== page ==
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Government / Local politics

Here’s what the public think of “metro mayors”

London just had its mayoral election (we may have mentioned this). And next May, a slew of other English city regions will hold their own, electing their first “metro mayors”.

That is, at any rate, the plan. How many of the nine of so devolution deals currently under discussion actually get delivered is a slightly different question.

But anyway, let’s accentuate the positive, and assume these deals are actually going to happen. If they do, what will the public think of them? 

The Centre for Cities just commissioned ComRes to find out. Here’s what it found.

1) Most people haven’t noticed.

This is not, admittedly, how the CfC present these findings: it argues, instead, that the numbers actually look pretty good this far out from the election.

But nonetheless, a majority of those surveyed hadn’t noticed the impending arrival of a metro mayor at all.

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There’s also quite a gap in awareness. The Liverpool city region is reasonably conscious of the new mayor (perhaps because there already is a mayor of Liverpool). But Sheffield is surprisingly ignorant, given how long plans there have been on the table. This might be because the Sheffield City Region will include quick big rural areas a relatively long way from Sheffield – then again, it might not.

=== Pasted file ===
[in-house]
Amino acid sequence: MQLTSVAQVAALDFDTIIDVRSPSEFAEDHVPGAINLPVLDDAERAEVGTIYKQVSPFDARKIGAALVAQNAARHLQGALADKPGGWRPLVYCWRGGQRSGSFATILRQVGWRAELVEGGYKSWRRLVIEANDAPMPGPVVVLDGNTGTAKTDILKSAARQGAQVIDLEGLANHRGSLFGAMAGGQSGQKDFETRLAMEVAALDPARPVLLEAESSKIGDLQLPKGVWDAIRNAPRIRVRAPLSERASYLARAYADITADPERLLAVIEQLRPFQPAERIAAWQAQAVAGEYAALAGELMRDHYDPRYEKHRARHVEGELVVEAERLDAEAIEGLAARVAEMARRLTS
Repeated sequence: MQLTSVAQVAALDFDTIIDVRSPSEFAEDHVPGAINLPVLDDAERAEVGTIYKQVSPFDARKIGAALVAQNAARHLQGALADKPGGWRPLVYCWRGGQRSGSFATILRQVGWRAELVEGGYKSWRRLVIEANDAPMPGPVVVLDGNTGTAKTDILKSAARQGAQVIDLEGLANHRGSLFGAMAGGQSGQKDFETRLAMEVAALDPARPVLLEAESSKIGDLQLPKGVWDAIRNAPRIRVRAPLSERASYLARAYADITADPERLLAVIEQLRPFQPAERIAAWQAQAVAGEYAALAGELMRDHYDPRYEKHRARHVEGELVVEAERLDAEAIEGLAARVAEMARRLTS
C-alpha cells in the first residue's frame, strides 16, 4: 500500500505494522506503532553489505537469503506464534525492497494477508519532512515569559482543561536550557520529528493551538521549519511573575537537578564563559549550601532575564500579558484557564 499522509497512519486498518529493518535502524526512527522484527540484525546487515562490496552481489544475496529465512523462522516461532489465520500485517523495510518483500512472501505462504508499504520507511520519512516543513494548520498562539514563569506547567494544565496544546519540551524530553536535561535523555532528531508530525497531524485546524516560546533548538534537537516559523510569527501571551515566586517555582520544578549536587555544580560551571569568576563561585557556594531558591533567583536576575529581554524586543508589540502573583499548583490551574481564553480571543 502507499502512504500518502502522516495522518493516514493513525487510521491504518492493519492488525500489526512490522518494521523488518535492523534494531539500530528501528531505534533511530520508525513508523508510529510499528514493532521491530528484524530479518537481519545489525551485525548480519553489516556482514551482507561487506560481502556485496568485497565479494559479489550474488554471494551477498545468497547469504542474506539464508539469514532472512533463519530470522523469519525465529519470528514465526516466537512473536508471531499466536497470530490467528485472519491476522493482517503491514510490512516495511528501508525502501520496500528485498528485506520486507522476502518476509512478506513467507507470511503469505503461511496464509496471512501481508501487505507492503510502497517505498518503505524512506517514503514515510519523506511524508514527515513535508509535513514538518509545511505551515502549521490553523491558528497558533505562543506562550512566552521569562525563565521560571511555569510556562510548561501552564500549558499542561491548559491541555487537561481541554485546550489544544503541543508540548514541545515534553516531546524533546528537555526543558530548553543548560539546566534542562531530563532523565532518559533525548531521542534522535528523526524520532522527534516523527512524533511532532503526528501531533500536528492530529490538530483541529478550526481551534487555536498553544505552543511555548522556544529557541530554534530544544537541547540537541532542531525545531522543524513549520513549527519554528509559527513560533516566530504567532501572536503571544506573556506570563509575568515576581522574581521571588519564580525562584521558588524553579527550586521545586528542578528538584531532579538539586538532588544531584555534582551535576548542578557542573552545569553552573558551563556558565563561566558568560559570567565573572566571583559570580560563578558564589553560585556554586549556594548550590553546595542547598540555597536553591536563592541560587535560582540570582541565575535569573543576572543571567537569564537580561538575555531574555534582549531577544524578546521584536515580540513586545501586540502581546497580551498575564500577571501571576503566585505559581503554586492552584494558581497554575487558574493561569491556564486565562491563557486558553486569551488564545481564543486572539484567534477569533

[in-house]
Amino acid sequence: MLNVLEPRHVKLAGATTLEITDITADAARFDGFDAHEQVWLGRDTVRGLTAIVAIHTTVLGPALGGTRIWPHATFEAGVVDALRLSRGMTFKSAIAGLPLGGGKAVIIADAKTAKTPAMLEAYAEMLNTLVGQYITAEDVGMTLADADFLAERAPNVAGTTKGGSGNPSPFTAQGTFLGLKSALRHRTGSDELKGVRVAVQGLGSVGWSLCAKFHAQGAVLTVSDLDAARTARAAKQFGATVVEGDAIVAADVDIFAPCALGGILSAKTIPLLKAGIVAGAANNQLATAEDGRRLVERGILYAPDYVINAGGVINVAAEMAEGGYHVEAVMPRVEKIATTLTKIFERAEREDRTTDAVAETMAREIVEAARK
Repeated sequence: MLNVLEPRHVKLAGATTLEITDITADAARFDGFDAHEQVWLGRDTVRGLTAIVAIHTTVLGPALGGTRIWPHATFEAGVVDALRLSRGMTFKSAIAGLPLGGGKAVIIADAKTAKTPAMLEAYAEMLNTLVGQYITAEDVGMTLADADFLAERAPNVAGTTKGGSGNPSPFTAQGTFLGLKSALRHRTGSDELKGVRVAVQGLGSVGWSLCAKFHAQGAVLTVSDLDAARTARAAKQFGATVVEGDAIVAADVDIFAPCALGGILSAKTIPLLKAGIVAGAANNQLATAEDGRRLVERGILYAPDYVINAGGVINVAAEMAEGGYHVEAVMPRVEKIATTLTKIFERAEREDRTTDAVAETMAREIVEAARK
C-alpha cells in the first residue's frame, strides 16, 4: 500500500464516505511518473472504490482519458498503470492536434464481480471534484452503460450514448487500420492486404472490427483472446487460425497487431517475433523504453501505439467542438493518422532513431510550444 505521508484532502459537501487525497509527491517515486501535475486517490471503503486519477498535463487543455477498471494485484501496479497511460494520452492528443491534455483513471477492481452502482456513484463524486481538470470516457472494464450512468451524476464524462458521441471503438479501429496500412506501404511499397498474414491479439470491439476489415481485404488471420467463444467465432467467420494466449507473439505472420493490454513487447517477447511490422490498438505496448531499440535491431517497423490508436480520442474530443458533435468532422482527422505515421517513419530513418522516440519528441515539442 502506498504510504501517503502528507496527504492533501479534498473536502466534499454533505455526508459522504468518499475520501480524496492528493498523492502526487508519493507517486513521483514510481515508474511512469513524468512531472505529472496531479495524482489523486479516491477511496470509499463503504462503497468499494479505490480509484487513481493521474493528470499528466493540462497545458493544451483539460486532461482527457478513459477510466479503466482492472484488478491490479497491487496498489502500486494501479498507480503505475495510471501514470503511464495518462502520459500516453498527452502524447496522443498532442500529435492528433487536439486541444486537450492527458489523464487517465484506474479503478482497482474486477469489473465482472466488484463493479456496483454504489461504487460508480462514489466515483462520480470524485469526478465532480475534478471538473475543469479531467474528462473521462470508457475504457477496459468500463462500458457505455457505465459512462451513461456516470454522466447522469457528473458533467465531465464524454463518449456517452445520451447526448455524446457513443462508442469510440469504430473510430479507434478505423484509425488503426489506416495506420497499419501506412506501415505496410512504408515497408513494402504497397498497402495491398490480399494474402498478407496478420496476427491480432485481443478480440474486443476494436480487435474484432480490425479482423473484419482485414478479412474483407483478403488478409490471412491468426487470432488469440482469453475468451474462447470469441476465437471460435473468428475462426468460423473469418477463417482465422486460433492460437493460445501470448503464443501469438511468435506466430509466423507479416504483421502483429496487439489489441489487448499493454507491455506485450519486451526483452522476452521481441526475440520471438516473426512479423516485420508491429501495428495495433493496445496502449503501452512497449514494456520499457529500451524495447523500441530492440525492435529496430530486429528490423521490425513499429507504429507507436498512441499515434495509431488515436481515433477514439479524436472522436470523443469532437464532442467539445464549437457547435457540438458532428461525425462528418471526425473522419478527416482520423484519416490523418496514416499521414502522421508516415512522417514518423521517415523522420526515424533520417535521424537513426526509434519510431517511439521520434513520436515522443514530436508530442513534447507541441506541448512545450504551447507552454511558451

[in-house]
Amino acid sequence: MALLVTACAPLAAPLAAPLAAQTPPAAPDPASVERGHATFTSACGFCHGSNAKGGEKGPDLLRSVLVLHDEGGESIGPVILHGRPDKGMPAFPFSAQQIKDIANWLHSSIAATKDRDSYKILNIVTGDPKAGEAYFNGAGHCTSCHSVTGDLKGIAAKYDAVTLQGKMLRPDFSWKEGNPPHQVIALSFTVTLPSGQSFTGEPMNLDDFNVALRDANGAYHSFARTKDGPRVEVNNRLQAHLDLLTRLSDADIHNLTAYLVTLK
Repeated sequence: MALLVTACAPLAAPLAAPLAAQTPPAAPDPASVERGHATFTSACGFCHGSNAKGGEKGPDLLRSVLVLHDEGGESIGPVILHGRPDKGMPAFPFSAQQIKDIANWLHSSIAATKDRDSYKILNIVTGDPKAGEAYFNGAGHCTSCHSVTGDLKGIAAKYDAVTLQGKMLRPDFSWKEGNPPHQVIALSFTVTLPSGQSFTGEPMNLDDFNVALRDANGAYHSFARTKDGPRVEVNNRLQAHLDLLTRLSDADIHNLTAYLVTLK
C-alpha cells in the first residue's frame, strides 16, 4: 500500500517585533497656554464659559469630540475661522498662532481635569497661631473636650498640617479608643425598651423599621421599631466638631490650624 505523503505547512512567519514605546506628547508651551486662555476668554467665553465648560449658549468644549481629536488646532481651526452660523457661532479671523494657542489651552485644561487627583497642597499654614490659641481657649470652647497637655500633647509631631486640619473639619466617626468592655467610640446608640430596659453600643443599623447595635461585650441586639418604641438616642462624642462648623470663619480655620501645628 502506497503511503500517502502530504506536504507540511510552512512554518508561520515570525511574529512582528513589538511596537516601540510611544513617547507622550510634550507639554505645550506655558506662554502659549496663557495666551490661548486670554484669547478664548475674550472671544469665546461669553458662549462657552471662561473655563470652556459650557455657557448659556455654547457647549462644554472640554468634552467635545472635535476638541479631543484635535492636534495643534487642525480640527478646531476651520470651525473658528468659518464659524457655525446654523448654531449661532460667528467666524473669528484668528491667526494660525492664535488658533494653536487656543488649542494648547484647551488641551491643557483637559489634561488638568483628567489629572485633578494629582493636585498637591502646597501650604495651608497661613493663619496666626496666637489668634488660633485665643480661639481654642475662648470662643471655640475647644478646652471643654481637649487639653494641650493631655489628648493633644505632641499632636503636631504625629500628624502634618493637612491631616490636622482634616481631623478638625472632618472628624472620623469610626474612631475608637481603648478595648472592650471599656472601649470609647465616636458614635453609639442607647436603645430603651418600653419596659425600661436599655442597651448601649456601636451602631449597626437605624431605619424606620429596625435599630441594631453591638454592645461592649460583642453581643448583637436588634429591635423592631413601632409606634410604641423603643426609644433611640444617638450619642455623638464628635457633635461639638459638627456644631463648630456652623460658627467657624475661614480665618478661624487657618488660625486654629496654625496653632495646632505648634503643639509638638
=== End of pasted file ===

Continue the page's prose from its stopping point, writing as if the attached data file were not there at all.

2) Most people prefer mayors to council leaders

A more positive message, for devolution fans. Once people are aware of the mayor, they apparently think they should outrank existing council leaders.

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There’s also less regional variation.

3) A lot of people want mayors to do things they can’t do

The new mayors will not have power over schools. Outside Manchester, they won’t have power over the NHS, social care or the emergency services, either.

And yet:

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This is either an encouraging sign that people want their mayors to be more powerful – or a recipe for disillusionment and frustration.

4) People are surprisingly keen on planning

Here’s what people say when prompted for their views on bits of policy the new mayors actually will control.

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That people are in favour of affordable housing is no surprise (at least, to us). The enthusiasm for “creating a city-region strategic plan” is perhaps less expected. I mean, we’re pleased, but…. what?

Just as striking in some ways is the relative lack of excitement about transport. Are urbanites now so used to driving everywhere now so unused to having access to decent public transport that it never even occurs to them to ask for it? Or are we just – gulp – nerds?

Here, for your delectation, is a map of the regions getting metro mayors:

And here’s our most recent podcast, where we discuss this stuff and the New Statesman‘s Stephen Bush sings a rousing chorus of “metro, metro mayor”.

ComRes surveyed 2,500 people in the five biggest city regions expected to introduce metro mayors.

Jonn Elledge is the editor of CityMetric. He is on Twitter, far too much, as @jonnelledge.

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